As for me and my house we will serve the Lord....

Tuesday, September 29, 2015

TV and an excursion

We were on Ukrainian television news (STb) today at 6 pm!
Two of the boys who were milking tonight and popped into the house to tell us about it , they had seen it and were very excited because they made the final cut (the two boys walking into the house), The crew was here for more than an hour to get the three minutes you see. It is in Ukrainian, and you can only get Russian subtitles, but you can see us, the students, the barn, the classroom and a bit of the new group home.

Ira dressed in her Canadian stuff, she was really excited when she
found the shirt at the secondhand store on Friday
Max and family (wife Yulia and Vika)
Yesterday we went on an excursion with the students to Zaporosia, Victor and Max Rudei drove their vans as ours is still in the shop. Apparently the clutch broke, and sent pieces into the timing chain, the turbo and some valve which is supposed to come in Wednesday so we can drive places again! 

Vika wanted to splash in the water

Student Vika and little Vika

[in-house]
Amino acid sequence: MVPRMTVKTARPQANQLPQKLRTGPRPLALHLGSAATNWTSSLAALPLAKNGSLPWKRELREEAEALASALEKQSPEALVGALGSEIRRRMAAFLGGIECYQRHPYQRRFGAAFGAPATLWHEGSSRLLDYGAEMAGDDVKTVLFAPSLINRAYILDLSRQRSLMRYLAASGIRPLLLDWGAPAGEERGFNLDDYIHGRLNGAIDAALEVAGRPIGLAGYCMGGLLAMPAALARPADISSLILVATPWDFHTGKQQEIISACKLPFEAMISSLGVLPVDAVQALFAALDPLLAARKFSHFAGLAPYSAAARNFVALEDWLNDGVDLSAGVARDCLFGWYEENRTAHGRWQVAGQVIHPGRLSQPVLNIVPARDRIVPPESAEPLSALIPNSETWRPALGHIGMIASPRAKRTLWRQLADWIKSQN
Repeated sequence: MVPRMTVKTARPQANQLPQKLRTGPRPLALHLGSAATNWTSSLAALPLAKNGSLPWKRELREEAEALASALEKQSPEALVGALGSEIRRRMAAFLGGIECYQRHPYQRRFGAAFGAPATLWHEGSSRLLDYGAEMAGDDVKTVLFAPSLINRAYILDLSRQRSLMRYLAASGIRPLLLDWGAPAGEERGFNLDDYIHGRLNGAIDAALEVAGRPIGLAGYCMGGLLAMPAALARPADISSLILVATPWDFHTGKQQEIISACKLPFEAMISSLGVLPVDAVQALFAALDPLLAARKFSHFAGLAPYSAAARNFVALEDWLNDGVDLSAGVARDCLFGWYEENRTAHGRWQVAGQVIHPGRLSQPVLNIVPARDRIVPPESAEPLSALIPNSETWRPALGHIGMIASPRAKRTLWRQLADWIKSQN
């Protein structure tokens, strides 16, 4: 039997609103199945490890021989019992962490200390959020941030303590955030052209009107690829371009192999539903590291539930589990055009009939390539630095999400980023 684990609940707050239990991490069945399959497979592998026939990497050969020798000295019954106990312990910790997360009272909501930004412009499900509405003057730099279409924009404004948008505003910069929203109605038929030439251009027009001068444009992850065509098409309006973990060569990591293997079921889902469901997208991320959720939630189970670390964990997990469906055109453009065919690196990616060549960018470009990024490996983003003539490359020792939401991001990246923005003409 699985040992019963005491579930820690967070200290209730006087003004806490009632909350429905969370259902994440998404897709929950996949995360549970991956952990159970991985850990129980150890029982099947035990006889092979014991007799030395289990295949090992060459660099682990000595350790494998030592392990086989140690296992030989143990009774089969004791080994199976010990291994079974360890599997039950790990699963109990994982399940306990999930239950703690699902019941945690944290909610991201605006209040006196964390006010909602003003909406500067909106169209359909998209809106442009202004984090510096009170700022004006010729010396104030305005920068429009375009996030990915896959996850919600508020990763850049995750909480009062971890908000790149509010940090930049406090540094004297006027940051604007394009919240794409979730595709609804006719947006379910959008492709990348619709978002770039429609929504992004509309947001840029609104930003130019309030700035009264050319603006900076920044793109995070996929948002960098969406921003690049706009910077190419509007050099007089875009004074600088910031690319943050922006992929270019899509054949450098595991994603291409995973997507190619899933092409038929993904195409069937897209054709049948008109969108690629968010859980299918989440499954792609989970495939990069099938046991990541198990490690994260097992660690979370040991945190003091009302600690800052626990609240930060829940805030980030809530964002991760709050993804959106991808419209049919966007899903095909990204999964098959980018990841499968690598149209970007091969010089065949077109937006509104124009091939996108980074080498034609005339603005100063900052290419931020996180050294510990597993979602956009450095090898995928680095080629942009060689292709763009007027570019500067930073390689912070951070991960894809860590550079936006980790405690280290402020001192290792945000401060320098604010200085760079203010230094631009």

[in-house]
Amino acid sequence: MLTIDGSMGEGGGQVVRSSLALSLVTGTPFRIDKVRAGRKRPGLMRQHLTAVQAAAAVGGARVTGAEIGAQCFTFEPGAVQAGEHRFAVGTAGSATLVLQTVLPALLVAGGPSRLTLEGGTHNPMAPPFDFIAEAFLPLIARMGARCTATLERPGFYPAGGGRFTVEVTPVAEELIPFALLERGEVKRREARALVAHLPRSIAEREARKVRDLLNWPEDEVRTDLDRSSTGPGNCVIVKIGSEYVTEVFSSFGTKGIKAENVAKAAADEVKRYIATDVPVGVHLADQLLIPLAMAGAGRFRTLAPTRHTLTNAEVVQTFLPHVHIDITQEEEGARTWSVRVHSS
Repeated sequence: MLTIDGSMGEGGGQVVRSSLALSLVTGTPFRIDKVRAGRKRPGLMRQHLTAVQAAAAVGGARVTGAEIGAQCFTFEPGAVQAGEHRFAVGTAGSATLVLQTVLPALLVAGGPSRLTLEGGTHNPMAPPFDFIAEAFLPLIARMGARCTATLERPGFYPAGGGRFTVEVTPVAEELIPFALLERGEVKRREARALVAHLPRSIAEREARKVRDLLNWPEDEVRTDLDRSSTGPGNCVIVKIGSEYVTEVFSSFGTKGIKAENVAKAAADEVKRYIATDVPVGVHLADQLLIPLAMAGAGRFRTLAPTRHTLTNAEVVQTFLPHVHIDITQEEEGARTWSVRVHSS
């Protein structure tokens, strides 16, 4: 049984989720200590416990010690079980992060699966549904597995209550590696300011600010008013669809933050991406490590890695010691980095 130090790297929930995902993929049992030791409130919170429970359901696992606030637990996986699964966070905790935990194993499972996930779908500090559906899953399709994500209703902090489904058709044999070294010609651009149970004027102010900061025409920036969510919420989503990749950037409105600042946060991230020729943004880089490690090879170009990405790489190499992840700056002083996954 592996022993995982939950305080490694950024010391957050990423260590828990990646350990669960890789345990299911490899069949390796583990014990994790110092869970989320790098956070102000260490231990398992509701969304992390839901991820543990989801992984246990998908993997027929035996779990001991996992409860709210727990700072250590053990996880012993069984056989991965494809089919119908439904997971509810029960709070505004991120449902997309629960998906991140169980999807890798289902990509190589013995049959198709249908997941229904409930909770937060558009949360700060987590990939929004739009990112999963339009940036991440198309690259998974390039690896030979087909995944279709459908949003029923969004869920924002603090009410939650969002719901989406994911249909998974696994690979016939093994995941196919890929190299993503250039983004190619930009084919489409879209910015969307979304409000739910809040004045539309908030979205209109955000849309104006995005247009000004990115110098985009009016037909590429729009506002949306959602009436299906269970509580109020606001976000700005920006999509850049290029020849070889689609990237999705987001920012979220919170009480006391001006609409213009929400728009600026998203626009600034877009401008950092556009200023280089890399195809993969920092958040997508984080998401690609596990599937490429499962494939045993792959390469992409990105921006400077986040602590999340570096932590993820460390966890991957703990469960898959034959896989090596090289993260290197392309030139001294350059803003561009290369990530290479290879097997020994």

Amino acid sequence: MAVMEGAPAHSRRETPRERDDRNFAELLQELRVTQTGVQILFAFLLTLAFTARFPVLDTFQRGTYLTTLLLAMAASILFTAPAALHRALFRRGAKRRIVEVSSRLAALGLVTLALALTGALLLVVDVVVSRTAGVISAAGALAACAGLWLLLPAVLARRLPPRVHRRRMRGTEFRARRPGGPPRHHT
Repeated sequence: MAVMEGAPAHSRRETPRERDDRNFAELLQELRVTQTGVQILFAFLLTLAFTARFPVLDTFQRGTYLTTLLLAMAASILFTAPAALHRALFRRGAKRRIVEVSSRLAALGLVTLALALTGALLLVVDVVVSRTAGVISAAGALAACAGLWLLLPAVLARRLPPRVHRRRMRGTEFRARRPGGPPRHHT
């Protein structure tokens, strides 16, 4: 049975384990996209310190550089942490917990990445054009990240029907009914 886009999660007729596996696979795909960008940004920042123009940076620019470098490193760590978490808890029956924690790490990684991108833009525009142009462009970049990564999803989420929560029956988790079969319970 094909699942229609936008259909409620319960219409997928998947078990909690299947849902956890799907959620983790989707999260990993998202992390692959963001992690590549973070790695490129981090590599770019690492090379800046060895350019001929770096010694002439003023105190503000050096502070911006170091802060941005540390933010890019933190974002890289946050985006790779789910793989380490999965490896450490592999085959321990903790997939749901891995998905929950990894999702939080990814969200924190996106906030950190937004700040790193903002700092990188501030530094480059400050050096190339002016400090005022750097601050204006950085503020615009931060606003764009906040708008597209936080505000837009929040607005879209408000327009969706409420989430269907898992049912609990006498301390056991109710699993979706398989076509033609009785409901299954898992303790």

Everyone needs photos on their cell phone

Garry is still limping

Sunday, September 27, 2015

Not driving now

We are without a vehicle for a few days, as of yesterday afternoon. Shortly after noon I (Teresa) was driving over the dam bridge leaving Zaporosia after a morning shopping trip with some of the students. One of the second hand store chains had almost everything marked down to 19 grivna (less than a dollar). Maria, group home mom Larissa, and three of the girls were on this shopping expedition, I was driving because Garry really didn't want to spend the morning shopping. We planned to drive into Dnepro together after I returned home around one o'clock.

Everything had gone pretty well up to this point, Maria and Larissa knew where there were three of the stores, the girls bought bags full at the first two stores, one was excited to find a new Canada t-shirt. At the third, largest store no one bought much, except me, because I couldn't resist picking up a few sweatshirts and things for the boys. One of the girls needed a phone charger (everyone has a cell phone) and they found it at nearby phone store we passed on the walk from where I found a parking spot on a side street past the second hand store. It was in a fairly busy spot on Lenina (the main street in the city) and fairly far across the city, too.